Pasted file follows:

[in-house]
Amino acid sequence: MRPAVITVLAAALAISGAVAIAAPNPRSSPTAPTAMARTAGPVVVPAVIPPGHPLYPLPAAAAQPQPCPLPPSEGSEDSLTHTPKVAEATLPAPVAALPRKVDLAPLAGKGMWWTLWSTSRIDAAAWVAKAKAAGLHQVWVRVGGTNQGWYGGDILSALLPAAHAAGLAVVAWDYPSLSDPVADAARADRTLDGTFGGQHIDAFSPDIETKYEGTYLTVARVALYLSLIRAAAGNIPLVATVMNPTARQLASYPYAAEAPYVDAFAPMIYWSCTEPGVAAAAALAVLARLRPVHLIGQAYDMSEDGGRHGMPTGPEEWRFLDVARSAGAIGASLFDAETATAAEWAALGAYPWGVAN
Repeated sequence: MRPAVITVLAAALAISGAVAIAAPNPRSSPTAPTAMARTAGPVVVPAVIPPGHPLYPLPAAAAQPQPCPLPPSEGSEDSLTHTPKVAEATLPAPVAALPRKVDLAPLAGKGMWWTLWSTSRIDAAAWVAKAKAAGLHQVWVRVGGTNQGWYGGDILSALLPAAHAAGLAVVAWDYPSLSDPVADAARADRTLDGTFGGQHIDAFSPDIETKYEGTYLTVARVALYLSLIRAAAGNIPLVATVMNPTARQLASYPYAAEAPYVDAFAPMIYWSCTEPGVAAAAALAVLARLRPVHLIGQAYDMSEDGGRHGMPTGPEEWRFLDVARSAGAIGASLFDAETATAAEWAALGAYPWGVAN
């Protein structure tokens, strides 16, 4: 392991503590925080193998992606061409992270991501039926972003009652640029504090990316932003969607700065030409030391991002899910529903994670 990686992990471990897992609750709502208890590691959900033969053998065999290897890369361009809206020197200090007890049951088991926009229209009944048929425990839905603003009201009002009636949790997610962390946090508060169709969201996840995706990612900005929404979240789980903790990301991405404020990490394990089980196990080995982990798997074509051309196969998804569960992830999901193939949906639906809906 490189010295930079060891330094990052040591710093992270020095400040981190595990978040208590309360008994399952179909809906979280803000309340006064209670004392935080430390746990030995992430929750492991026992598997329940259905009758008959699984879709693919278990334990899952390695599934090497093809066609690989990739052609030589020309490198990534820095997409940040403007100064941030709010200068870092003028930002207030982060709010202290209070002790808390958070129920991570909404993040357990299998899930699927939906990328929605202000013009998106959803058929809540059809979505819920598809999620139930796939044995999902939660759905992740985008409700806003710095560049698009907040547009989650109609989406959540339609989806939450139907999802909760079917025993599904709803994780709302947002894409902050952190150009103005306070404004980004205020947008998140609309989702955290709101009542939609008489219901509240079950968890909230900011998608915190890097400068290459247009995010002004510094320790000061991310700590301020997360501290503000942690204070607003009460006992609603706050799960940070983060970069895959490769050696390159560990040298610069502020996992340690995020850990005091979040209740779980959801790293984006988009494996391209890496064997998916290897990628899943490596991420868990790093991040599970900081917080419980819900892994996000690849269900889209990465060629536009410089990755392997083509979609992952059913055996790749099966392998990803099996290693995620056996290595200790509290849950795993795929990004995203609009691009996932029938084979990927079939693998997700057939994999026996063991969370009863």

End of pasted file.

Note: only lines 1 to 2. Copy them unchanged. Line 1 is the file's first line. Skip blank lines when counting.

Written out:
[in-house]
Amino acid sequence: MRPAVITVLAAALAISGAVAIAAPNPRSSPTAPTAMARTAGPVVVPAVIPPGHPLYPLPAAAAQPQPCPLPPSEGSEDSLTHTPKVAEATLPAPVAALPRKVDLAPLAGKGMWWTLWSTSRIDAAAWVAKAKAAGLHQVWVRVGGTNQGWYGGDILSALLPAAHAAGLAVVAWDYPSLSDPVADAARADRTLDGTFGGQHIDAFSPDIETKYEGTYLTVARVALYLSLIRAAAGNIPLVATVMNPTARQLASYPYAAEAPYVDAFAPMIYWSCTEPGVAAAAALAVLARLRPVHLIGQAYDMSEDGGRHGMPTGPEEWRFLDVARSAGAIGASLFDAETATAAEWAALGAYPWGVAN